John O'Neill would have made the perfect poster boy for Towson State football in 1990.
The Tigers relied on an abundance of rookies last year, and while O'Neill had distinguished himself as a defensive back in 1989, he was a first-year starter on the other side of the ball, lining up at fullback.
Towson State was additionally plagued by injuries, as knee surgery alone ended the seasons of five players. O'Neill tore the anterior cruciate ligament in his right knee in the first game, shortly after the Tigers had come out of their halftime meeting at Rhode Island, and his seasonal totals stayed at six carries for 26 yards.
Towson State begins anew to morrow night (7 p.m.) at Minnegan Stadium against Boston University (0-1), and coach Phil Albert hopes that O'Neill will again be a symbol. If his teammates display the kind of resolve the senior from Atholton High did in the last 11 months, the Tigers are bound to improve on last year's 2-9 mark.
"An injury like John suffered last year would have been a devastating blow to most persons," Albert said. "In tests before last season, John was the best-conditioned athlete on our team, and he had really prepared himself for the switch back to fullback.
"Once he made the decision to have the surgery, he dedicated himself just as seriously to rehabilitation. He's able to help us in any capacity we ask of him."
O'Neill underwent surgery last Oct. 1, shortly before a month-long ordeal in which the future of Towson State football was debated. It hardly cushioned the experience.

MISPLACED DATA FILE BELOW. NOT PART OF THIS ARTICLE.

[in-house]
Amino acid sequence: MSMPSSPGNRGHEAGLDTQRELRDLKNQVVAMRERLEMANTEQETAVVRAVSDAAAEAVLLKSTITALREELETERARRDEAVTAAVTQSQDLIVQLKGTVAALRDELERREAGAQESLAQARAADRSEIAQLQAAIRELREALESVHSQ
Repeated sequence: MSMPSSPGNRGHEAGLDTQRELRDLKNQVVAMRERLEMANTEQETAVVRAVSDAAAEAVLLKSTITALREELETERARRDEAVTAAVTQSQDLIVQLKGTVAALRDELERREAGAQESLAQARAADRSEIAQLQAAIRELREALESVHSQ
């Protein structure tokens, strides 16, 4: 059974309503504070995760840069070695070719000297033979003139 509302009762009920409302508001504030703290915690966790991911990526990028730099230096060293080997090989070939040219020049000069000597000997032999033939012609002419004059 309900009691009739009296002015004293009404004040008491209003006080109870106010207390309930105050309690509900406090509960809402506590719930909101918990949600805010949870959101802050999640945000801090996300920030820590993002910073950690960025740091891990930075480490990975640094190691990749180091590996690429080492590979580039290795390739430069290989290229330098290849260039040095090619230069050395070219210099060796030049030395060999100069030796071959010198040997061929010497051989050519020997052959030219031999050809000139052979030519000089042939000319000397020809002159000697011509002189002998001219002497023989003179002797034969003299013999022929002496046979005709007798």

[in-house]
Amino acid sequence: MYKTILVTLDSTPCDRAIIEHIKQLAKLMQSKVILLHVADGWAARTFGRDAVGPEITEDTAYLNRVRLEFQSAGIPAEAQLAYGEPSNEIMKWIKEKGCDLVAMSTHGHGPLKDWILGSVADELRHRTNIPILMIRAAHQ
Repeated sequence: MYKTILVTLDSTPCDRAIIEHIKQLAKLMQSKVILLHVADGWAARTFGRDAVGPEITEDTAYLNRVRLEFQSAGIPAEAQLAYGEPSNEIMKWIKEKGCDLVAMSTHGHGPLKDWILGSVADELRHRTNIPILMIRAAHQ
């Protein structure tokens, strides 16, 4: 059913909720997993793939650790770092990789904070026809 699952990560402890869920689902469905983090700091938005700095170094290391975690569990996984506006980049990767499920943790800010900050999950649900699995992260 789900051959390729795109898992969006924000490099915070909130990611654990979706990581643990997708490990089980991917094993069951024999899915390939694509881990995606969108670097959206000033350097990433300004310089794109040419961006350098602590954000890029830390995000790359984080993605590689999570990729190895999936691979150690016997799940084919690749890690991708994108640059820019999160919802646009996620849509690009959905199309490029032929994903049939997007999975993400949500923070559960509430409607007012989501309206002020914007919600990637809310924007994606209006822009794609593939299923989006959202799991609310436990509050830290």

"The most frustrating thing for me was watching the games," O'Neill said. "You begin coming back, and then you hear the program might be lost . . . That'll get you down."
Sitting still was not easy for O'Neill, a law enforcement major who excelled in both football and baseball at Atholton. He quietly racked up solid numbers as a junior while taking a backseat in the publicity department to Mark Carper, The Evening Sun Athlete of the Year in 1985-86. As a senior, in 1986-87, he was Howard County's Player of the Year in both football and baseball, rushing for 1,185 yards and 13 touchdowns, then hitting .580. He received All-Metro honors in both sports.
O'Neill has 10 siblings, and one of them, Dennis, hopes to play football at Towson State after transferring there this year.
After a redshirt season, John was a reserve fullback in 1988, then switched to strong safety in 1989. He led the Tigers with two fumble recoveries and had 36 tackles, but Albert needed him at fullback, and he returned there the following spring.
"My favorite part of football has always been carrying the ball," O'Neill said.
Towson State just hopes he gets more chances to do so this fall.